3D Printed Bacteria Purify Water Of Toxins
Scientists in Switzerland have developed a new printing material that includes living bacteria. The material can be used to print small, biochemical purification plants.
TECHNOLOGY Materials researchers from the ETH Zürich institute of technology have developed a living 3D-printing media known as Flink. The scientists mixed bacteria and nutrients with hydrogel – a type of jelly – which keeps everything together.
Using the material, they can print 3D structures of any shape and equip the structure with up to four different bacteria at a time and brand new characteristics.
In an experiment, the scientists demonstrated two different ways of using the material. They printed a small net with bacteria which can break down phenol, a toxin in pesticides, which threatens streams and lakes. It is already common to make bacteria break down phenol – and other chemical pollution – but weaknesses are involved: It is difficult to keep track of where the bacteria are in the water, and the bacteria need energy in the shape of nutrients which do not always exist where they are placed.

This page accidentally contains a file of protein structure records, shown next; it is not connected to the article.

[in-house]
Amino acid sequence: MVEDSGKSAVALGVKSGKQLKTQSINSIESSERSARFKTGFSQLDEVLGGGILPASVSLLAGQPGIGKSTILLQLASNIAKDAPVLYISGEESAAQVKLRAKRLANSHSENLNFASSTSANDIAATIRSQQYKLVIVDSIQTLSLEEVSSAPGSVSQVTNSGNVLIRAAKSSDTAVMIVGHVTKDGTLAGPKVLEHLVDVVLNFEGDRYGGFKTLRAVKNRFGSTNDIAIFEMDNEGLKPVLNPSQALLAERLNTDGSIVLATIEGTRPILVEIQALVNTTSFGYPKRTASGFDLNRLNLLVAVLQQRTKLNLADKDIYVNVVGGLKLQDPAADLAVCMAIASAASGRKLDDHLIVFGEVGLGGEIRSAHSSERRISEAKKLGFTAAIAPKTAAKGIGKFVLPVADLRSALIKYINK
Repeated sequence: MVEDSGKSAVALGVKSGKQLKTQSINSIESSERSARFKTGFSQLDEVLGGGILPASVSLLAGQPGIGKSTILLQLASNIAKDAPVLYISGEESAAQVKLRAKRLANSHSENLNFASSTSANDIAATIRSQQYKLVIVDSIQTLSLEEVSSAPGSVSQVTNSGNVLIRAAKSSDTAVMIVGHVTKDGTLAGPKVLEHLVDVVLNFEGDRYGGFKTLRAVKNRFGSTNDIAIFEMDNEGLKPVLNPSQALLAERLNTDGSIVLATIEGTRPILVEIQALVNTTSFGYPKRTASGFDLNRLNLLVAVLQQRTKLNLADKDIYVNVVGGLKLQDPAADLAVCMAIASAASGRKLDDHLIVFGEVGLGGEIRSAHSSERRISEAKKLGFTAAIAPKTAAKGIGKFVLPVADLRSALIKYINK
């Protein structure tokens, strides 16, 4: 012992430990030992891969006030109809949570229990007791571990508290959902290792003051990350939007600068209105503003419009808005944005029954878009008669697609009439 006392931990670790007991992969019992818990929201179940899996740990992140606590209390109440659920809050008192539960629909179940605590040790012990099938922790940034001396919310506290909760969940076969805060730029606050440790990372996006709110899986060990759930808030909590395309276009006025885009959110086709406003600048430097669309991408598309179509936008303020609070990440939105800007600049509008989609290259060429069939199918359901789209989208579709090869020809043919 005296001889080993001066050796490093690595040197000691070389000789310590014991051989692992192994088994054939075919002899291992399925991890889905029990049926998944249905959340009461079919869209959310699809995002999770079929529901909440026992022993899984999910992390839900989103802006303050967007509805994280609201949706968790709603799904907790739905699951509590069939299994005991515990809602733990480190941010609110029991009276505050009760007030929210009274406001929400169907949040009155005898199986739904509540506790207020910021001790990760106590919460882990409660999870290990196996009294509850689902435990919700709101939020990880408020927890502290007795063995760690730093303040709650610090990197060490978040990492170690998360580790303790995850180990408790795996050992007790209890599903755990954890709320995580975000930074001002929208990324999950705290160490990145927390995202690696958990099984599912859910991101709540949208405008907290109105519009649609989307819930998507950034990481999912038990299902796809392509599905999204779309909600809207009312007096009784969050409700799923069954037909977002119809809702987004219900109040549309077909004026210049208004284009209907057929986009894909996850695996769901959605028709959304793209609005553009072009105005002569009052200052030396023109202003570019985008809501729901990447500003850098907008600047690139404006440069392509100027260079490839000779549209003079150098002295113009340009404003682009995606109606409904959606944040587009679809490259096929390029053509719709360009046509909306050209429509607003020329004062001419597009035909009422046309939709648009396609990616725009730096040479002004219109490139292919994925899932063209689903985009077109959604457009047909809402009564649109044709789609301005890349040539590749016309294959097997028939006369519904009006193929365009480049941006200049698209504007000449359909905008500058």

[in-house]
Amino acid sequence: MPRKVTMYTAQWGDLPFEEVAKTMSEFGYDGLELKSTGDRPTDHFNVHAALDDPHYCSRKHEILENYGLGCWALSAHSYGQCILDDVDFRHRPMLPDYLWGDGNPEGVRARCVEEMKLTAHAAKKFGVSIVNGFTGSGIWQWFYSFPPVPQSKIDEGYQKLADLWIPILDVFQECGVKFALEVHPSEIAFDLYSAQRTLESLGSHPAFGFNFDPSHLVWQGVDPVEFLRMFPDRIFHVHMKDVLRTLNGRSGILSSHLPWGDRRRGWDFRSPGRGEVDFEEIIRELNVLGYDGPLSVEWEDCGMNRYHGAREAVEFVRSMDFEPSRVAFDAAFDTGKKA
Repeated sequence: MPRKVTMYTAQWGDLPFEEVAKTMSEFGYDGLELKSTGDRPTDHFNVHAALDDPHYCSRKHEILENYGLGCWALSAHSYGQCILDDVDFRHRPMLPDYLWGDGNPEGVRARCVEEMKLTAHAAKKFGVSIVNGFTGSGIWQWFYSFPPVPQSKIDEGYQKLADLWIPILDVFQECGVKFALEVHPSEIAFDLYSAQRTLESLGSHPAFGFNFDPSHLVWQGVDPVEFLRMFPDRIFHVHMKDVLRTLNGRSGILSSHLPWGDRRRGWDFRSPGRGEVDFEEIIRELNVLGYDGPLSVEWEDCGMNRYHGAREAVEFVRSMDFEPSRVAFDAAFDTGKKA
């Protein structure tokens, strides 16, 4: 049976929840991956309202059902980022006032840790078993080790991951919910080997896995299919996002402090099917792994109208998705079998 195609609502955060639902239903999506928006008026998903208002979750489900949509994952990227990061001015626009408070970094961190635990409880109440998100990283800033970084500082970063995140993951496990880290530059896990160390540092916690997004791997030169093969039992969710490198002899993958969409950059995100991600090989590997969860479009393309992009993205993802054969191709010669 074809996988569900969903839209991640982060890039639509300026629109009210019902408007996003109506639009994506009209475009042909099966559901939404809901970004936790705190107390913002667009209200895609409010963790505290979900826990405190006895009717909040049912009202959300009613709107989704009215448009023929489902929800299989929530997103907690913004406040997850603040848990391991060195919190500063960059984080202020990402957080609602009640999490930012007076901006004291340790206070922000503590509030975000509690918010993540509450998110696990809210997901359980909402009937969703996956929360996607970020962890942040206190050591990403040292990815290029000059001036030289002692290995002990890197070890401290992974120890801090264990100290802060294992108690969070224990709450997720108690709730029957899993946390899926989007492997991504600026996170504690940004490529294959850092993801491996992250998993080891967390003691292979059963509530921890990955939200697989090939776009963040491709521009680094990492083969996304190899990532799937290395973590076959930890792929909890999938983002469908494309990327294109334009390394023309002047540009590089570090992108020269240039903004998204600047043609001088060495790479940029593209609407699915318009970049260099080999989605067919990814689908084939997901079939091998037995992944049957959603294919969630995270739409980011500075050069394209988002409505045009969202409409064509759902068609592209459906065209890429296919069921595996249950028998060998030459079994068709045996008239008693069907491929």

With the new printing material, a reusable net of bacteria can be placed in the water, and the bacteria even bring their own food.
The scientists also printed a customised patch using a bacterium, which produces wound-healing cellulose. Instead of flat patches, which are inconvenient on elbows and heads, the printer can use Flink to get the right fit.
3D printed rings light up, as they include active bacteria, which produce cellulose. A 3D printed mould with bacteria removes oil. The method can be used in connection with oil spills. 3D PRINTED BACTERIA OIL-REMOVING BACT ERIA